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The Bay Area's Chevron Oil Refinery in Richmond. Photo by Scott Hess via Flickr

The Bay Area’s Chevron Oil Refinery in Richmond. Photo by Scott Hess via Flickr

Last year’s drop in California emissions came not through drastic pollution reductions from oil refineries nor the state’s lauded cap-and-trade program. It was the rain.

On a nearly two-week swing through Europe, starting at the Vatican and ending at the United Nations climate change conference in Bonn, California's governor offered a bleak appraisal of the…

As the oil industry worked to influence a landmark environmental policy in California this year, it had hired Democratic former legislators to lobby on its behalf.

It should come as no surprise that when the California Legislature recently began the process of divvying up proceeds from the state’s cap-and-trade auctions, a cavalcade of local officials,...

The very reason Arnold Schwarzenegger called GOP Assemblyman Chad Mayes the “future of the Republican party”—his work on climate change—was what ultimately cost Mayes his leadership post.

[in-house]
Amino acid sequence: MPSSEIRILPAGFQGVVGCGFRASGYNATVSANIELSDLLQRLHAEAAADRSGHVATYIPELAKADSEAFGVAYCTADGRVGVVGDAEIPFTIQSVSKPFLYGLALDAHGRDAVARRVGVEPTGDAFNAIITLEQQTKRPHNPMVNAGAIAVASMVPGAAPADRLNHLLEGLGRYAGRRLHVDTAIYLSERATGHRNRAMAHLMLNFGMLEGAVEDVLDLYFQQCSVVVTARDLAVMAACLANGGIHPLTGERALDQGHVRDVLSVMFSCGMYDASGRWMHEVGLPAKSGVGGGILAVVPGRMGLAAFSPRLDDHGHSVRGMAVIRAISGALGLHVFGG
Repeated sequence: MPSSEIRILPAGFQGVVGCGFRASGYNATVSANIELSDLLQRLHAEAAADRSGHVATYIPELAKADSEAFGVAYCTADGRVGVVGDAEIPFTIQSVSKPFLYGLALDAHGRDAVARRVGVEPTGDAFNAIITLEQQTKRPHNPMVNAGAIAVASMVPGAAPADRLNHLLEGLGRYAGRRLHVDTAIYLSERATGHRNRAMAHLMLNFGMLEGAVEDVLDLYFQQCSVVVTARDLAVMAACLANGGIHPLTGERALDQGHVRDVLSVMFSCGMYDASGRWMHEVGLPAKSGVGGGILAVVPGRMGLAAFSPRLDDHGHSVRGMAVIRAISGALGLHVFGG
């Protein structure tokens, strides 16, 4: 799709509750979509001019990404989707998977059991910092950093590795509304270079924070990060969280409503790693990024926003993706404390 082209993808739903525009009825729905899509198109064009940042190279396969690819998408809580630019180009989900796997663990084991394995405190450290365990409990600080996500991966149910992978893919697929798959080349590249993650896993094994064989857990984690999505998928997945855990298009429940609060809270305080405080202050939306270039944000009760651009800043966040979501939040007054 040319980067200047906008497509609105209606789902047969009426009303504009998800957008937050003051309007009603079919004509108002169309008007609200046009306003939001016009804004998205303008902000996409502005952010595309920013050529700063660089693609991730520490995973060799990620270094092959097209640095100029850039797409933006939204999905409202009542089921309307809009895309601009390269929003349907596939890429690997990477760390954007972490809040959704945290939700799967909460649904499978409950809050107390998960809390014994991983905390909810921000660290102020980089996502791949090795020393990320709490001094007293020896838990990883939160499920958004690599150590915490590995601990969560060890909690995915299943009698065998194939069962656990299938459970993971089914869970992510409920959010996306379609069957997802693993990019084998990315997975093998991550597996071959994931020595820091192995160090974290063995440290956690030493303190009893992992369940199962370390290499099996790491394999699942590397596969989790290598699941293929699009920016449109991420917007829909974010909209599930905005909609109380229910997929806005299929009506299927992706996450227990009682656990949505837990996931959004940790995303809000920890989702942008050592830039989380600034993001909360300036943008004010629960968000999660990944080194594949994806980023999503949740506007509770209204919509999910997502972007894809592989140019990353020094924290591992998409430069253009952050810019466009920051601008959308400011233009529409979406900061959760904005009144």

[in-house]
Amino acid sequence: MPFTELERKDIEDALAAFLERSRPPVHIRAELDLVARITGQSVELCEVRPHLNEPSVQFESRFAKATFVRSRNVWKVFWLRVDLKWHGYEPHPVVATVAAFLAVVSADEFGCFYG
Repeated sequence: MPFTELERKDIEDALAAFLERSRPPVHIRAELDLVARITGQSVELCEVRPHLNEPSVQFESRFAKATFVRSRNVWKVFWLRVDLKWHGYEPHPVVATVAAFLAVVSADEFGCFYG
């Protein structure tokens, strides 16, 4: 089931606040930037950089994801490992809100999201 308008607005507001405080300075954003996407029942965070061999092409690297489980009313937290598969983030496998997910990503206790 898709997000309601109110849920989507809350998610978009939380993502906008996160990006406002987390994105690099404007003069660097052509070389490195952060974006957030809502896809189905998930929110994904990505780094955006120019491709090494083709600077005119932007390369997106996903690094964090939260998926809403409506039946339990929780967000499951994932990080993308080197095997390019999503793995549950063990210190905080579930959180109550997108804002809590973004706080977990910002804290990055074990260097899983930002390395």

An irritated chairman of a state Senate Budget subcommittee says he intends to thwart a recent move by the state Air Resources Board that could give California’s biggest polluters a…

The state Air Resources Board approved a paragraph, tucked in a 17-page resolution, that will likely mean benefits worth hundreds of millions of dollars for oil and agriculture.

The underbelly of cap and trade: Letting industries buy carbon credits or offsets, rather than modernize old equipment, means pollution in many poor communities could get worse.

In California, a deep blue state leading the charge to curb climate change, the question for many Republicans isn’t whether global warming is happening—it’s what kind of policies are best…

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